I first met Margarita Engle several years ago at a conference sponsored by the Arne Nixon Center for the Study of Children’s Literature at Fresno State University. The conference was titled “Outlawed!”, and it featured a star-studded list of authors whose work had been censored, challenged, or banned outright. Margarita is one of the most down-to-earth, friendly, and engaging people I’ve ever met. Her books, such as THE SURRENDER TREE, a beautifully written novel-in-verse set in 19th century Cuba, are always captivating. And guess what? She has TWO new books out! One, titled FOREST WORLD, is a great example of eco-fiction – novels or other works of fiction that revolve around nature and the environment. The other, ALL THE WAY TO HAVANA, is a picture book ride through the streets of Havana, Cuba.
For centuries, Cuba has been at the epicenter of political, economic, and environmental strife, and those issues form the backdrop for many of Margarita’s books. So I was interested to hear how she’d respond to the question, “What does feminism mean to you?”
She e-mailed me back with this:
Feminism means equality,
plain and simple.
There is no excuse
in modern times.
Brief, poetic, and evocative in its simplicity. That’s all that needs to be said.
Thank you, Margarita!
Margarita Engle is the 2017-2019 national Young People’s Poet Laureate, and the first Latino to receive that honor. She is the Cuban-American author of many verse novels, including The Surrender Tree, a Newbery Honor winner, and The Lightning Dreamer, a PEN USA Award recipient. Her verse memoir, Enchanted Air, received the Pura Belpré Award, Golden Kite Award, Walter Dean Myers Honor, Lee Bennett Hopkins Poetry Award, and Arnold Adoff Poetry Award, among others. Drum Dream Girl received the Charlotte Zolotow Award for best picture book text.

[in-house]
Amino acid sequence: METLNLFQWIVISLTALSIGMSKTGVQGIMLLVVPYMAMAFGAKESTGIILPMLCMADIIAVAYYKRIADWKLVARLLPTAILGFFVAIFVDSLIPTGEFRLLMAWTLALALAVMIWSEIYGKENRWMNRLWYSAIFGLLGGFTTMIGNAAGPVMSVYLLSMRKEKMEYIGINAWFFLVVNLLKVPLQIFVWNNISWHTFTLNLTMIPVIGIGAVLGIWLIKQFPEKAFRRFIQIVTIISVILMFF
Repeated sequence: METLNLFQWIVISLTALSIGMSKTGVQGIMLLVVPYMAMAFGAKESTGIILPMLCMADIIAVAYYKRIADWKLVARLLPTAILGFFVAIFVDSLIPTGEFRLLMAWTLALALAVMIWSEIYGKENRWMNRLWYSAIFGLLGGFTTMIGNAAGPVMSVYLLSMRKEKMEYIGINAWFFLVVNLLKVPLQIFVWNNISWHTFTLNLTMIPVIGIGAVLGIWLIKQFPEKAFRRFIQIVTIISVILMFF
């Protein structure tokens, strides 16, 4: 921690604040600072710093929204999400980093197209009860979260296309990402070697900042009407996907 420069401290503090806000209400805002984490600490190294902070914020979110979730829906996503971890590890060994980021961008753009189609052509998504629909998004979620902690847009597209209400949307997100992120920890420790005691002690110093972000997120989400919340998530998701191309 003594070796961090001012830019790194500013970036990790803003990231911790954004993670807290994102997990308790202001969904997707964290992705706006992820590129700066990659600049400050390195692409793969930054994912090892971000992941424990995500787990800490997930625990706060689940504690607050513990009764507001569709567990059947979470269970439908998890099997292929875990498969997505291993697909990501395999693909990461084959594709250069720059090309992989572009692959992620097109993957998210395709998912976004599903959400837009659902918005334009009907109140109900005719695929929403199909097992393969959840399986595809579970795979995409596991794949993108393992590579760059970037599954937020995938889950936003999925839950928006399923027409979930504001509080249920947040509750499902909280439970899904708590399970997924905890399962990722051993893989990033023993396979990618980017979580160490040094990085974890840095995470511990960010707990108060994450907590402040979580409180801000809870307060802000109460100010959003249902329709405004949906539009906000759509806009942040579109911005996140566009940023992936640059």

Her newest verse novel about the island is Forest World, and her newest picture books are All the Way to Havana, and Miguel’s Brave Knight, Young Cervantes and His Dream of Don Quixote.
Books forthcoming in 2018 include The Flying Girl, How Aída de Acosta learned to Soar, and Jazz Owls, a Novel of the Zoot Suit Riots.
Margarita was born in Los Angeles, but developed a deep attachment to her mother’s homeland during childhood summers with relatives. She was trained as an agronomist and botanist. She lives in central California with her husband.
FEMINISM FROM A to Z is now available for pre-order!